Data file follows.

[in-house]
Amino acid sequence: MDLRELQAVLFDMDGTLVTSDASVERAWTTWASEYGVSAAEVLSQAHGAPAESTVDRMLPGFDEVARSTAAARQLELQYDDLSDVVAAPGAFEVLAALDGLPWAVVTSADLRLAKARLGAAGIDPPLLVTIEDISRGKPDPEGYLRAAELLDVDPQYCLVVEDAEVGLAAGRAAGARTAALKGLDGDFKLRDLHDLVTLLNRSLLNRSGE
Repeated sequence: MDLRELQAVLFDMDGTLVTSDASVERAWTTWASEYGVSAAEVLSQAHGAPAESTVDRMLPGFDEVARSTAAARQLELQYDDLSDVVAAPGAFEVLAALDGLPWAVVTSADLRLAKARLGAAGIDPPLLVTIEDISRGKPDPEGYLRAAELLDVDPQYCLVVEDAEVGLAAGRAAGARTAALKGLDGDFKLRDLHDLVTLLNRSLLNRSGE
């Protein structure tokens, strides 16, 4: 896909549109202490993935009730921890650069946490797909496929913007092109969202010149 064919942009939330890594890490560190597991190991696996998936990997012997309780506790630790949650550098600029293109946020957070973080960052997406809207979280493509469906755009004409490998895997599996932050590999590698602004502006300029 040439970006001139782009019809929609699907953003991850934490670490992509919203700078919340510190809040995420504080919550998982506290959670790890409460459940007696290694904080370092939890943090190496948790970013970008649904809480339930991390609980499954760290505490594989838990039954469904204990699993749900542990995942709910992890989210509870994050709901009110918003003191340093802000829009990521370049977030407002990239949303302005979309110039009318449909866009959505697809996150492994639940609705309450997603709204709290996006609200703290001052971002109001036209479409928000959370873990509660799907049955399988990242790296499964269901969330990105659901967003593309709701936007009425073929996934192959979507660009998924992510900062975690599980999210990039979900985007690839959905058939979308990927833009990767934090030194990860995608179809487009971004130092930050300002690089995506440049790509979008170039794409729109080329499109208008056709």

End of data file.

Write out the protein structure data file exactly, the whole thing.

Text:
[in-house]
Amino acid sequence: MDLRELQAVLFDMDGTLVTSDASVERAWTTWASEYGVSAAEVLSQAHGAPAESTVDRMLPGFDEVARSTAAARQLELQYDDLSDVVAAPGAFEVLAALDGLPWAVVTSADLRLAKARLGAAGIDPPLLVTIEDISRGKPDPEGYLRAAELLDVDPQYCLVVEDAEVGLAAGRAAGARTAALKGLDGDFKLRDLHDLVTLLNRSLLNRSGE
Repeated sequence: MDLRELQAVLFDMDGTLVTSDASVERAWTTWASEYGVSAAEVLSQAHGAPAESTVDRMLPGFDEVARSTAAARQLELQYDDLSDVVAAPGAFEVLAALDGLPWAVVTSADLRLAKARLGAAGIDPPLLVTIEDISRGKPDPEGYLRAAELLDVDPQYCLVVEDAEVGLAAGRAAGARTAALKGLDGDFKLRDLHDLVTLLNRSLLNRSGE
């Protein structure tokens, strides 16, 4: 896909549109202490993935009730921890650069946490797909496929913007092109969202010149 064919942009939330890594890490560190597991190991696996998936990997012997309780506790630790949650550098600029293109946020957070973080960052997406809207979280493509469906755009004409490998895997599996932050590999590698602004502006300029 040439970006001139782009019809929609699907953003991850934490670490992509919203700078919340510190809040995420504080919550998982506290959670790890409460459940007696290694904080370092939890943090190496948790970013970008649904809480339930991390609980499954760290505490594989838990039954469904204990699993749900542990995942709910992890989210509870994050709901009110918003003191340093802000829009990521370049977030407002990239949303302005979309110039009318449909866009959505697809996150492994639940609705309450997603709204709290996006609200703290001052971002109001036209479409928000959370873990509660799907049955399988990242790296499964269901969330990105659901967003593309709701936007009425073929996934192959979507660009998924992510900062975690599980999210990039979900985007690839959905058939979308990927833009990767934090030194990860995608179809487009971004130092930050300002690089995506440049790509979008170039794409729109080329499109208008056709």